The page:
· 5 min read
If every CFO you knew implemented AI into their workflow, would you? It’s not just a hypothetical, like the well-worn bridge everyone’s parents used as an example. AI and finance experts think the time to educate yourself about AI is now—but not because everyone’s doing it.
Within the next few years, any finance professional who doesn’t understand the fundamentals of AI, ChatGPT, or large language models and machine learning in general, “might as well be shaking up one of those Magic 8 balls,” Glenn Hopper, CFO and director at Eventus Advisory Group and author of Deep Finance: Corporate Finance in the Information Age, told CFO Brew.“You can’t trust something you don’t understand.”
That’s why now is the time to learn. There’ll never be an easier time to learn the fundamentals of AI, he explained, because the technology will only get more complex from here. That’s not to say that you have to suddenly “dump all of [your] proprietary company data into some public large language model,’” he clarified. “But because [AI is] coming so quickly, we need to pause and understand the underlying technology and fundamentals of it.”
While Hopper’s written an entire book about the intersection of AI and finance, the core of his expertise is refreshingly simple. “I’m just a regular finance guy, but I’ve found that I can get better at my job through automation, [and] state-of-the-art automation today is artificial intelligence and machine learning,” he explained.
And that’s what he wants other CFOs to figure out how to do as well. “Finance people are—and should be—risk averse,” Hopper said. “I’m not suggesting that we should be anything other than risk averse. However, there would be a greater risk if we were to ignore [AI]. It would be like ignoring the internet in the early days.”
But before anyone jumps on board with AI, here’s a handy checklist.
Get your bearings. Step one? Understand what’s out there. Finance professionals need to comprehend the absolute basics of AI—what it is, what it means for finance, how it’s used—before they can even think of connecting the dots between the technology and their own workflows, Hopper said. Plenty of leaders have incorporated AI seemingly without basic knowledge about its functions, so, shockingly, this is actually a critical first step.
After brushing up, you need to understand “your processes as they exist today in the real world,” Hopper explained. Think of it like a quality audit of your own workflow. “You just go and look at: This is our customer onboarding, [and] go through the whole process. This is our invoicing and this is our AP, this is our AR,” Hopper said. “This is how we do all these things.”
Once you have a deep sense of the fundamentals of your actual workflow, then you can start looking for solutions. For example, maybe the way you were handling accounts payable was inefficient, so first look for fixes using your current systems. When you start running into problems without solutions, that’s when it’s time to think about new technology and automation, Hopper said.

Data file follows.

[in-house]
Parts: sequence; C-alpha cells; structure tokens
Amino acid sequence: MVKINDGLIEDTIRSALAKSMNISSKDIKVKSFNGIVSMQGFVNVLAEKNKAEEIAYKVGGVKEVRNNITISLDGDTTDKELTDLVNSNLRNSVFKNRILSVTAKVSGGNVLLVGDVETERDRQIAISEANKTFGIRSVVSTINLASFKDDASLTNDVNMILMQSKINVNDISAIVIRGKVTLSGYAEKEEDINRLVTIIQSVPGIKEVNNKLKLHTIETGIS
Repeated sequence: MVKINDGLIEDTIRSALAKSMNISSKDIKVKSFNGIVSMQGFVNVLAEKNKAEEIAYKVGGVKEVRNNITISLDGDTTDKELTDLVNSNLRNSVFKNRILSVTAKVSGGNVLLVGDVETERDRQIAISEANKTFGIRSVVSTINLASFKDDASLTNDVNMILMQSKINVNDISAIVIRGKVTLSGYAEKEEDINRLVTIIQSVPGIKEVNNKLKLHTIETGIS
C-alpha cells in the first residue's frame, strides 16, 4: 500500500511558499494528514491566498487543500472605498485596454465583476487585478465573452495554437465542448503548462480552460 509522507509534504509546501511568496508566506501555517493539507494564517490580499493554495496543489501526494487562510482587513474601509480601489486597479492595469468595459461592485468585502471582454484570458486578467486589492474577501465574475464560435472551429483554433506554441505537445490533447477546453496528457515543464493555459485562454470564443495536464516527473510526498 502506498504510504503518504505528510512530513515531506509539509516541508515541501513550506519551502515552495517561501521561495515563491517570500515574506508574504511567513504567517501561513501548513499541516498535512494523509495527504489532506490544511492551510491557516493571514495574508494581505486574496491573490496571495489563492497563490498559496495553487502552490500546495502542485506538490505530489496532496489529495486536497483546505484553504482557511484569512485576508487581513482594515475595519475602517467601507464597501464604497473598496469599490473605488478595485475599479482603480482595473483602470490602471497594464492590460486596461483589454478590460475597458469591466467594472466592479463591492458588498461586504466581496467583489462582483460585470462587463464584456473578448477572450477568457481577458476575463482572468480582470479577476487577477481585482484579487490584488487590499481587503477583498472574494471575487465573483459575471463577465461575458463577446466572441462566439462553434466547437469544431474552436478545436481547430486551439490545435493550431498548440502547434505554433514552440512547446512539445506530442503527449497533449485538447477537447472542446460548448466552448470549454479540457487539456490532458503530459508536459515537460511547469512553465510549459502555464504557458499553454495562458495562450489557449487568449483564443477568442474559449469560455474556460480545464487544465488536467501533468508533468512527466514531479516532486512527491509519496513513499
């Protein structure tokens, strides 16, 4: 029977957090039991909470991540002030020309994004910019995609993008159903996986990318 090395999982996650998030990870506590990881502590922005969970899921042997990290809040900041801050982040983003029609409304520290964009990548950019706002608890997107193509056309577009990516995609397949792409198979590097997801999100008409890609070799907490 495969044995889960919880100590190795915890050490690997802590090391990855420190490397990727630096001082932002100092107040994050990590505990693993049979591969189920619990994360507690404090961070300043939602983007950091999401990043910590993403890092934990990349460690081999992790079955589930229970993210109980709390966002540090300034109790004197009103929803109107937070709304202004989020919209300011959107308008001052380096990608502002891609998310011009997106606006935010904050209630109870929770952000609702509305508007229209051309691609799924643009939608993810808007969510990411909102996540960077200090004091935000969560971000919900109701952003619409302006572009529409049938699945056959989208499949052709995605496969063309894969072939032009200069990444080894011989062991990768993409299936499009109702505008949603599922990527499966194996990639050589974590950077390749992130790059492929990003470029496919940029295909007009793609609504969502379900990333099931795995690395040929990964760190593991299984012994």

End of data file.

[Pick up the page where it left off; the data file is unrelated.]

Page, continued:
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Plenty of problems could require AI for efficient fixing—but many won’t. “AI is not something you can just throw at everything and it’s a magic, curative fix,” Hopper stressed. “[Solutions] could be as simple as either changing an actual process or putting in other software for automation, but you can’t figure that out [until] you know your current landscape.”
Data literacy. Once you start to automate some processes, you’ll quickly start accumulating more data, Hopper pointed out.
“If you’re collecting customer contact information in your CRM, your ERP, [or] whatever different systems, say, ‘This system is going to be our source of truth, and we’re going to standardize all the data that we have,’” he suggested. “We build the data lexicon. We clean our data; we share the data for the company.”
That all serves a “big, important step” in any AI implementation plan, in Hopper’s telling: becoming “a data-literate company.” Eventually, there will likely be enterprise-level generative AI tools that keep data in a protected environment, Hopper said. For now, though, no one should upload any kind of remotely proprietary data on an open public site like Bard or ChatGPT.
As CFOs and other finance professionals poke around, “it’s really about using dummy data, using public filings” to experiment with the technology so that once enterprise-level tools come out, you’ll be able to use them “within a SOC 2-compliant environment,” Hopper explained.
“Once you’ve moved up on your data literacy and your data maturity, then you can start looking at AI,” Hopper said. “If you don’t have a handle on your data, you shouldn’t even be thinking about AI at that early stage.”
Baby steps. After you have a better handle on your data, then you can “start looking at incorporating some small machine learning projects” as pilot programs and test projects, Hopper maintained. From there, it becomes a matter of upskilling and reskilling your current teams, partnering with IT, and handling change management.
Perhaps most crucially, any AI implementation plan is also simply a matter of recalibrating your definition of change. While “digital transformation” has been a corporate buzzword for decades now, Hopper thinks “digital evolution” is more apt for our current era, since everyone is constantly adapting to moving targets.
“Technology is always going to be changing,” he said. “You can’t just say, ‘We did that. Now we can rest on our laurels and go on about our business.’ It’s more of an evolution, reacting to what’s out there.”